3 Workshop Description The business analyst has become a pivotal role for information technology projects, responsible for bridging the gap between IT and the key business participants of any project. The business needs must be communicated in a way that supports business user validation as well as providing the foundation for the technical staff to design and build a successful solution. This Workshop focuses on the many types of modeling techniques that are used by the business analyst in system development and provide hands-on experience for attendees to learn how to develop and interpret the models. Techniques taught are IIBA compliant. Modeling Techniques for the Business Analyst Topics Overview of BA role Introduction to Modeling Overview of the most common system development methodologies (SDLCs) How modeling supports the SDLCs Business Process Improvement, Reengineering and modeling Context Models Process Models Usage Models Data Models Design Models Tips for Success New business analysts, systems analysts and business architects Experienced business analysts looking to update their modeling skills or understanding the modeling skills required for the CBAP certification Project managers who incorporate business analysis roles in their projects 4 days Workshop Framework Section 1: Overview of BA role Section 2: Introduction to Modeling Section 3: Overview of the most common system development methodologies (SDLCs) Section 4: How modeling supports the SDLCs Section 5: Business Process Improvement, Re-engineering and modeling Section 6: Context Models Section 7: Process Models Business Rules Decision Trees / Tables Event and Trigger Identification SIPOC Business Models Functional Decomposition Diagram Workflow Models (As-Is, To-Be) Flowcharts and Activity Diagrams Sequence Diagrams State Models Section 8: Usage Models User Profiles Use Case Modeling User Stories Storyboards Prototyping Screen Navigation and User Interface Design Section 9: Data Models Data Dictionaries Data Flow Diagrams Entity Relationship Diagrams Workshop Models Data Transformation and Mapping Metadata Section 10: Design Models Techniques in common with business models Architecture or Network Diagram System Structure Chart System Flow Diagram Security Model (CRUD) Section 11: Tips for Success Credits Earned 28 PDU Credits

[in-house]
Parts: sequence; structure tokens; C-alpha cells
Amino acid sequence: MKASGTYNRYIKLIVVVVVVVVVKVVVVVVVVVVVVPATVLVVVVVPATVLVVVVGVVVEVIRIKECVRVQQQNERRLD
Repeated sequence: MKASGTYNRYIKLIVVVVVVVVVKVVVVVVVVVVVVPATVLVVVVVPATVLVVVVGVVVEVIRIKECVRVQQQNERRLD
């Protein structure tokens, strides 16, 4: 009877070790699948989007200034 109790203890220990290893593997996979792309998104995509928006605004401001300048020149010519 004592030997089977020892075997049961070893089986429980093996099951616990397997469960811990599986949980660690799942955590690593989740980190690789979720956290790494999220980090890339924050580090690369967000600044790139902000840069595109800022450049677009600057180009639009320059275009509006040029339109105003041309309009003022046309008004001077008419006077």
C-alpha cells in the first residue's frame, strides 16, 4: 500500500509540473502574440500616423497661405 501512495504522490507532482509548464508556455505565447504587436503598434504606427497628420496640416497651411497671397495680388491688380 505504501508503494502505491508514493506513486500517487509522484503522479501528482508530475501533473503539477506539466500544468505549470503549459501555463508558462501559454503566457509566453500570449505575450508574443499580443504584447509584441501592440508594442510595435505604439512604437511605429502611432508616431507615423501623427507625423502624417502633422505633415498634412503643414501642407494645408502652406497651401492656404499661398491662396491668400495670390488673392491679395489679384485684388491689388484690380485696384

4 Software Quality Assurance Workshop Description Proactive SQA is a key basis of significant value-enhancing revisions to IEEE SQA Std. 730 s often-resisted traffic cop enforcement of procedural compliance. SQA also addresses but is not synonymous with tail-end quality control (QC) testing, catching errors right before they go out the door when they are too expensive and risky to fix. Effective systems organizations realize SQA can and should do far more, contributing proactively to assure the software process in fact does the right things well so it truly produces high quality cheaper by catching and preventing errors early. This interactive workshop explains common SQA misconceptions and the six functions SQA should perform that provide far greater value, analyzes why SQA groups so frequently have failed in IS, and presents practical approaches for successfully using SQA effectively throughout any life cycle to produce high quality systems. Exercises enhance learning. Participants will learn: Reasons for SQA failures and factors critical to success of SQA in IS development. Common interpretations of what SQA is and issues with them. The six Proactive Software Quality Assurance functions that SQA should perform. Proven quality management and review methods for promoting uality and preventing errors. A structured Proactive Testing* model of which testing activities should be performed when and by whom within the life cycle to maximize testing efficiency and effectiveness. Truly agile test planning techniques that prevent showstoppers. Designing tests that spot numerous ordinarily-overlooked defects in less time. Writing industy-accepted test plans and test designs. Applying risk analysis, reusable testware, and metrics to perform more thorough testing in less time.. Measuring system quality and SQA/Testing effectiveness. This course has been designed for quality and testing specialists, systems and business managers, project leaders, analysts, auditors, and others responsible for information system quality. 3 days Workshop Outline Section 1: System/ Software Quality and Quality Assurance Exercise: What is quality, quality assurance Quality in the project manager s triangle Quality is free, cost of poor quality What we, others mean by quality